The Central Bank sees the water crisis more as a matter of prices than of rationing, said this Friday (3) the president of the municipality, Roberto Campos Neto. He acknowledged that the higher tariff flag has a strong impact on inflation and that, therefore, the BC is following this evolution “in detail”.
Speaking at the Estadão Finanças Mais event, he also indicated that the BC will soon open its view on the output gap, understanding that this may explain the difference between the inflation calculations for 2022 seen by the BC and by the market.
Regarding the water crisis, Campos Neto pointed out that the various red flag readjustments and the implementation of the last flag, associated with the water crisis, “really impact a lot” on inflation, as electricity prices spread throughout the production chains. Therefore, he reinforced that the BC has been watching this movement closely.
“We will monitor, it is very important to monitor this water part in the coming months. Remembering that we still understand that it is more a price issue than rationing because, if we have rain, even if it is a little below average, it is still thus the reservoirs are above 10%,” he said.
“So this does not imply rationing. But it is important to follow in detail what will happen with this next season,” he added, noting that this is a “very serious” problem for the coming months.
According to Campos Neto, the incorporation of this effect of electricity prices has affected the increase in inflation expectations for this year, also influencing “a little” expectations for 2022.
He said again that, in BC’s accounts, the IPCA for next year is lower than what is seen by the market. The BC president also acknowledged that this distance of views has increased, being the object of study by the BC.
While the monetary authority predicted a 3.5% increase for the IPCA next year, exactly at the center of the target, economic agents have successively raised their estimates, which are now at 3.95%, according to the most recent Focus Bulletin.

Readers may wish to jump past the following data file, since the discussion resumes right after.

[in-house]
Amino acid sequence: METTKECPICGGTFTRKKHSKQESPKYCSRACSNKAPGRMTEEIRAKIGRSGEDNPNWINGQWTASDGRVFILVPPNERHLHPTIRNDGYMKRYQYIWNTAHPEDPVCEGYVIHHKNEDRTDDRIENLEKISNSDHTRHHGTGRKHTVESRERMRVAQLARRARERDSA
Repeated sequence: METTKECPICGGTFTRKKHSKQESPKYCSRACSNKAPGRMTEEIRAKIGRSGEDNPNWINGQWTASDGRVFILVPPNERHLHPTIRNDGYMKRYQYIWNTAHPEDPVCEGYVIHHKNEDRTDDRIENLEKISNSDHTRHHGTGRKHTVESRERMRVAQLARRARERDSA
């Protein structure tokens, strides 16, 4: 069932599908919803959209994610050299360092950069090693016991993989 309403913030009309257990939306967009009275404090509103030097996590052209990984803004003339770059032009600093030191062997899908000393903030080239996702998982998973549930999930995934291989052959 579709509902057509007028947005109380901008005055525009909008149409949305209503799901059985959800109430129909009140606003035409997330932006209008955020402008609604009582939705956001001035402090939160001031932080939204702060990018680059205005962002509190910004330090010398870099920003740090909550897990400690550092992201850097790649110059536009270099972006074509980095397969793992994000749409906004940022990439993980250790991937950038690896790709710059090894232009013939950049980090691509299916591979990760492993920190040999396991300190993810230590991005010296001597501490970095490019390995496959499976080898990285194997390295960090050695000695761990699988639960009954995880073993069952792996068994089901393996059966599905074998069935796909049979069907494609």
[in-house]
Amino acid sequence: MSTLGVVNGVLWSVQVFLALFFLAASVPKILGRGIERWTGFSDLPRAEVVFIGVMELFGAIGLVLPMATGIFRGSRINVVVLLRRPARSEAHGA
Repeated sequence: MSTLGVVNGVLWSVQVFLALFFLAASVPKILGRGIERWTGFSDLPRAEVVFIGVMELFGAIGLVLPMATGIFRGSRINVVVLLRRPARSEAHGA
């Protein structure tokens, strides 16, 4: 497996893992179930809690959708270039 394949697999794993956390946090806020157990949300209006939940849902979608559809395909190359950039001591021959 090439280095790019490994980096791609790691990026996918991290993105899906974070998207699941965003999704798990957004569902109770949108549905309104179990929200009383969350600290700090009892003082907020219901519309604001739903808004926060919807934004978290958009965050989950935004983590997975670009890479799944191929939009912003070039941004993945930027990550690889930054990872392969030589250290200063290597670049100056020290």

Campos Neto pondered that there is a great challenge in carrying out monetary policy in a regime of uncertainty, noting that in Brazil there was a “water crisis on top of all the shocks”. He stressed that some of these shocks are supply shocks and disruptions in chains, with most of them being global, making it more difficult, therefore, to predict their normalization.
“It is more difficult in this regime of uncertainties, we have to look at our balance of risks more carefully. In addition, we have an electoral process, which has a natural noise coming from this process, which many other countries do not have,” he said .
He pointed out that, despite the difficulties, the BC’s mission is to deliver the inflation target and the monetary authority is committed to that.
“We understand that we have the instruments to make inflation converge to the target in the relevant horizon and the Central Bank will do whatever is necessary,” he said.
In his participation, Campos Neto indicated that the BC will be more transparent in relation to the modeling that it considers in its calculations for the output gap so that the market understands its operations.
The gap, which is the difference between the potential GDP and the actual growth of the economy, is considered a key concept in the conduct of monetary policy, as it indicates whether the economy is growing above its potential or not.
According to the BC president, the Quarterly Inflation Report, which will be published by the BC at the end of this month, will show how the autarchy is seeing the hiatus closing and expectations in this regard ahead.
“Maybe this explains a little the difference between what the Central Bank has found in terms of inflation and what the market thinks and we will start to be more and more transparent in our modeling so that the market understands why we take the our measurements, why we do things the way we do, what is the purpose of the measurements,” he said.